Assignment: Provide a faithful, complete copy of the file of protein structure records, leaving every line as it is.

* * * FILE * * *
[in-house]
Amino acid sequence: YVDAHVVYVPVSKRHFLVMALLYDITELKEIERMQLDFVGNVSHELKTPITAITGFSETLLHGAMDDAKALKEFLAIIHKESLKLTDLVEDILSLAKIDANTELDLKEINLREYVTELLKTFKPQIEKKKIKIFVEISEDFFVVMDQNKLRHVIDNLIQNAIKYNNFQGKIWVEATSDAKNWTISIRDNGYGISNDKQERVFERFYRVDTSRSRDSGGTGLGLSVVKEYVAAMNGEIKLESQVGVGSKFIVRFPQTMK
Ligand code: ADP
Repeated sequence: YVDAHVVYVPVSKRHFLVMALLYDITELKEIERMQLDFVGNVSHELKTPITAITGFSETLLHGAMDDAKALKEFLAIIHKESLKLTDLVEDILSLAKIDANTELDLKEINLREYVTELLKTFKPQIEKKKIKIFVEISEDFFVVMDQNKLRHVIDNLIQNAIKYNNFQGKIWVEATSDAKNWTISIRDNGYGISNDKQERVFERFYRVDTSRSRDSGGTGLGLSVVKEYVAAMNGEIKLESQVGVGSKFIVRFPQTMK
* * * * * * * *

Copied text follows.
[in-house]
Amino acid sequence: YVDAHVVYVPVSKRHFLVMALLYDITELKEIERMQLDFVGNVSHELKTPITAITGFSETLLHGAMDDAKALKEFLAIIHKESLKLTDLVEDILSLAKIDANTELDLKEINLREYVTELLKTFKPQIEKKKIKIFVEISEDFFVVMDQNKLRHVIDNLIQNAIKYNNFQGKIWVEATSDAKNWTISIRDNGYGISNDKQERVFERFYRVDTSRSRDSGGTGLGLSVVKEYVAAMNGEIKLESQVGVGSKFIVRFPQTMK
Ligand code: ADP
Repeated sequence: YVDAHVVYVPVSKRHFLVMALLYDITELKEIERMQLDFVGNVSHELKTPITAITGFSETLLHGAMDDAKALKEFLAIIHKESLKLTDLVEDILSLAKIDANTELDLKEINLREYVTELLKTFKPQIEKKKIKIFVEISEDFFVVMDQNKLRHVIDNLIQNAIKYNNFQGKIWVEATSDAKNWTISIRDNGYGISNDKQERVFERFYRVDTSRSRDSGGTGLGLSVVKEYVAAMNGEIKLESQVGVGSKFIVRFPQTMK